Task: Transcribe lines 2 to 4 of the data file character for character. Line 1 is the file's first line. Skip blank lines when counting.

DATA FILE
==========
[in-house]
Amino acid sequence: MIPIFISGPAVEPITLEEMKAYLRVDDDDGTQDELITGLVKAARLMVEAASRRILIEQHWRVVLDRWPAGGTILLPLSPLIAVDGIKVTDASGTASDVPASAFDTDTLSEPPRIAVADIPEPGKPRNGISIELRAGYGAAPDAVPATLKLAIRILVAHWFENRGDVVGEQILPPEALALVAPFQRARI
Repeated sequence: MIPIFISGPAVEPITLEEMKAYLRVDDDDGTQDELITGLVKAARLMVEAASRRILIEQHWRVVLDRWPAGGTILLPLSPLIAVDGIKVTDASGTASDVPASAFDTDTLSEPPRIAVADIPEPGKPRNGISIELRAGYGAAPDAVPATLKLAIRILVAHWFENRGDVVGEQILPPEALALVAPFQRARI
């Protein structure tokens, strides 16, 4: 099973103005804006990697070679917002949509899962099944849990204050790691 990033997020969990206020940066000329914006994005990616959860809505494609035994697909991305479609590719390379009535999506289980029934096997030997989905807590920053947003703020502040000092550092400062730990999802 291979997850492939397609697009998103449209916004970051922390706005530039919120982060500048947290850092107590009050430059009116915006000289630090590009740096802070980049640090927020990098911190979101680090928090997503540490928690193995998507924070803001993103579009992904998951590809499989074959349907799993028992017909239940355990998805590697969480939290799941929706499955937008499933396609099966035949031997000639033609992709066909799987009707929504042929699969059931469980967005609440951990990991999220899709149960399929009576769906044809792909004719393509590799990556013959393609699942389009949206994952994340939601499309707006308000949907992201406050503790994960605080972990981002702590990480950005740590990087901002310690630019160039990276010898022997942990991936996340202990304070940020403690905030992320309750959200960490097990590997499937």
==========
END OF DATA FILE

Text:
Amino acid sequence: MIPIFISGPAVEPITLEEMKAYLRVDDDDGTQDELITGLVKAARLMVEAASRRILIEQHWRVVLDRWPAGGTILLPLSPLIAVDGIKVTDASGTASDVPASAFDTDTLSEPPRIAVADIPEPGKPRNGISIELRAGYGAAPDAVPATLKLAIRILVAHWFENRGDVVGEQILPPEALALVAPFQRARI
Repeated sequence: MIPIFISGPAVEPITLEEMKAYLRVDDDDGTQDELITGLVKAARLMVEAASRRILIEQHWRVVLDRWPAGGTILLPLSPLIAVDGIKVTDASGTASDVPASAFDTDTLSEPPRIAVADIPEPGKPRNGISIELRAGYGAAPDAVPATLKLAIRILVAHWFENRGDVVGEQILPPEALALVAPFQRARI
């Protein structure tokens, strides 16, 4: 099973103005804006990697070679917002949509899962099944849990204050790691 990033997020969990206020940066000329914006994005990616959860809505494609035994697909991305479609590719390379009535999506289980029934096997030997989905807590920053947003703020502040000092550092400062730990999802 291979997850492939397609697009998103449209916004970051922390706005530039919120982060500048947290850092107590009050430059009116915006000289630090590009740096802070980049640090927020990098911190979101680090928090997503540490928690193995998507924070803001993103579009992904998951590809499989074959349907799993028992017909239940355990998805590697969480939290799941929706499955937008499933396609099966035949031997000639033609992709066909799987009707929504042929699969059931469980967005609440951990990991999220899709149960399929009576769906044809792909004719393509590799990556013959393609699942389009949206994952994340939601499309707006308000949907992201406050503790994960605080972990981002702590990480950005740590990087901002310690630019160039990276010898022997942990991936996340202990304070940020403690905030992320309750959200960490097990590997499937």